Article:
Imagining 3rd Party Defaults on iOS

Recently on the Vergecast Nilay Patel lamented that, increasingly, iOS was forcing him to use Apple’s services. I see his point. Siri is becoming more important and more prominent, and alternative AI’s, such as Google Now, are relegated to opening the app. This isn’t nearly as fast or available as saying “hey Siri” or holding the home button.

However, I see a different trend developing. I think Apple, as it develops iOS into a more professionally-capable computing platform, is moving towards a future where we have more customization options. Specifically, I think Apple is moving towards a future where we can set 3rd party apps, at least in some basic categories such as mail, calendars, and web browsers as our defaults. Finally, I think the last two years of iOS releases point us in this direction.

Third Party Keyboards

It doesn’t usually get discussed in this light, but we already have one category of app, keyboards, in which we can set a third party version as our system default, and we got it a year ago with iOS 8. At the time, many thought Apple would never implement third party keyboards, just as many surely now think that we’ll never be able to set other third party system defaults.

We even have an interface to designate a new default. It’s not very user friendly, but it doesn’t need to be. Setting new defaults is a power user feature. Apple is wise not to constantly present users with the option of an alternative keyboard, while still making it possible for power users who will be able to figure out how anyway. Apple’s interface for setting a new default keyboard may hint at what we might expect for future third party default app categories.


With iOS 8, Apple introduced Extensibility, allowing the aforementioned third party keyboards, document provider extensions, today view extensions, and perhaps most importantly, 3rd party share extensions. It is these share extensions that I think most demonstrate the possibility of 3rd party defaults.

Take the Gmail extension for instance:

Imagine if that Gmail share sheet (or the share sheet of any other email app) could pop up when you tapped an email address instead of the share sheet. It seems like the most important element of this already exists: the share sheets that present themselves when you tap the share extension buttion. I imagine Apple could provide an interface similar to what it already provides for 3rd party keyboards, but to designate which third party share sheets pop up when tapping on a specific kind of data type, such as an email address, date, or address.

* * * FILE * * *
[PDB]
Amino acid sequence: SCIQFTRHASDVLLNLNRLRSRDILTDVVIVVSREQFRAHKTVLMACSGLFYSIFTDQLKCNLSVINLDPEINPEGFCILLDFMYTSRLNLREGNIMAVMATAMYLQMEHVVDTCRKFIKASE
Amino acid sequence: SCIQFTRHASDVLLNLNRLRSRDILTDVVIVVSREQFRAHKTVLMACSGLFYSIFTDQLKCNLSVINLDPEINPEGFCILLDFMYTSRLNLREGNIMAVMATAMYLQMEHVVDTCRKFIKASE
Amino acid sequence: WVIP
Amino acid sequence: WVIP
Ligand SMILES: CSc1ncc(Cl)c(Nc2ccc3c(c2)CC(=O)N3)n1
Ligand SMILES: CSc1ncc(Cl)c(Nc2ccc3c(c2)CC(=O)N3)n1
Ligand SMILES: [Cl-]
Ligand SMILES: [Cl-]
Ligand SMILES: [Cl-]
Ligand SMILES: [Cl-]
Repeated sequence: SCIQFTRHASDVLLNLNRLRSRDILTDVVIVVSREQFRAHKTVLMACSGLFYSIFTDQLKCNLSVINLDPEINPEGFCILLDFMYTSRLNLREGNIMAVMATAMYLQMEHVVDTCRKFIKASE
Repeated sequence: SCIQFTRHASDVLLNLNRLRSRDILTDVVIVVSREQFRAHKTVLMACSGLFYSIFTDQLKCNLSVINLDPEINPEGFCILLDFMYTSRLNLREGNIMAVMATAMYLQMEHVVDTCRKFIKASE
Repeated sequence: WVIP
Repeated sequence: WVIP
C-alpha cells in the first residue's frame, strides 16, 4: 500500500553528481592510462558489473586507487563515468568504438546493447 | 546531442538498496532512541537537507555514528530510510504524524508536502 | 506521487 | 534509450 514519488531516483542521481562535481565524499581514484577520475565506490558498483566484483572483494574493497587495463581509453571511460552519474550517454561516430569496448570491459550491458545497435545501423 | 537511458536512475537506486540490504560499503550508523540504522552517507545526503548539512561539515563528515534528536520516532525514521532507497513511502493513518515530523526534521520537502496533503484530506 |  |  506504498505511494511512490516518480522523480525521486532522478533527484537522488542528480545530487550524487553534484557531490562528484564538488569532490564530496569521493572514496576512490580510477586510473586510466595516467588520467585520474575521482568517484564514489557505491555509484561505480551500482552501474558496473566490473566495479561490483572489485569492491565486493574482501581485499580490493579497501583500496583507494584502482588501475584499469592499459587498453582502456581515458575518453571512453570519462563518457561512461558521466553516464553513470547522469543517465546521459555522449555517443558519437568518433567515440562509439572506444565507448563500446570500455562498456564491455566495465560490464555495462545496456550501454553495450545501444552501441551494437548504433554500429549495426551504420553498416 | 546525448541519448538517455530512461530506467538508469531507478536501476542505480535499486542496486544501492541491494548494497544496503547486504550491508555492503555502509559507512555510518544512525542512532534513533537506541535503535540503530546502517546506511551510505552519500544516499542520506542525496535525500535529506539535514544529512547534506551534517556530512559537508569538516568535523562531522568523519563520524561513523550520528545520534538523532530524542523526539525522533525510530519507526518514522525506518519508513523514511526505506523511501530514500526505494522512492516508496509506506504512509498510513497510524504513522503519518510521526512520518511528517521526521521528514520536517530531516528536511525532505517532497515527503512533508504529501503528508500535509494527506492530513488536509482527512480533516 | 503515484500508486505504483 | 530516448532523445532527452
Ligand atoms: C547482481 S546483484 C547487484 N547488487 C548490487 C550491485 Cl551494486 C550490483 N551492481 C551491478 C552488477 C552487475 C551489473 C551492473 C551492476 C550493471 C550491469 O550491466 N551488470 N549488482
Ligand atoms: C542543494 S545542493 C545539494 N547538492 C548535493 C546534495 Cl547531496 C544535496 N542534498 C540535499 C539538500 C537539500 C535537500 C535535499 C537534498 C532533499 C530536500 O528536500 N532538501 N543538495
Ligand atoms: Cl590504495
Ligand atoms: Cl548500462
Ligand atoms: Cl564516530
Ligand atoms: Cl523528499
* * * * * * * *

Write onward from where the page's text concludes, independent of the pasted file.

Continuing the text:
The email and calendar default-chooser interface could go in:

Settings ➡️ Mail, Contacts, and Calendars

The default browser interface:

Settings ➡️ Safari

The document provider default-chooser:

Settings ➡️ iCloud

3D Touch

3D touch seems to be prime real estate for new default apps in a future version of iOS. Below, I 3D touched on an address in messages. However, one can imagine how a Google Maps preview might pop up here instead once the user has set it as the new maps default.

Similarly, imagine if the user could “pop” into Google Chrome.

Siri and Spotlight

With iOS 9, we saw another big change making 3rd party defaults seem more likely. That was making 3rd party defaults searchable in the no-longer-called-Spotlight Siri search box. If Apple were to allow for 3rd party apps to be set as a default, and thus allowing for those third party apps to take such a primary role in defining the user experience, app presence in Siri search was nearly a prerequisite.

To some degree, the user can already set a third party email app as the default here. All one would need to do is install a third party email app that supports the new spotlight search and disable in Spotlight’s settings. Now, at least in one corner of the operating system, the user would have a 3rd party app as the default.

The Future

I don’t think Apple would go so far as enabling the the same level of default customization that is currently available on Android. However, it is clear to me that the company has spent the past several years building the infrastructure to make such a change possible. Providing the user with this level of customization would go a long way towards providing professionals and power users the customization options they need, realizing the iOS platform as Apple’a true future of computing, truly post-PC.

Many of you may think that Apple would never do this; Apple prefers to not let users ruin their experience with their own poor choices. However, Apple has shown in the last two years of iOS that it is willing to do many things that that we once thought impossible in service of making iOS a truly capable computing platform. Consumers, professionals, and the enterprise would all be able to benefit significantly from such a change to iOS.

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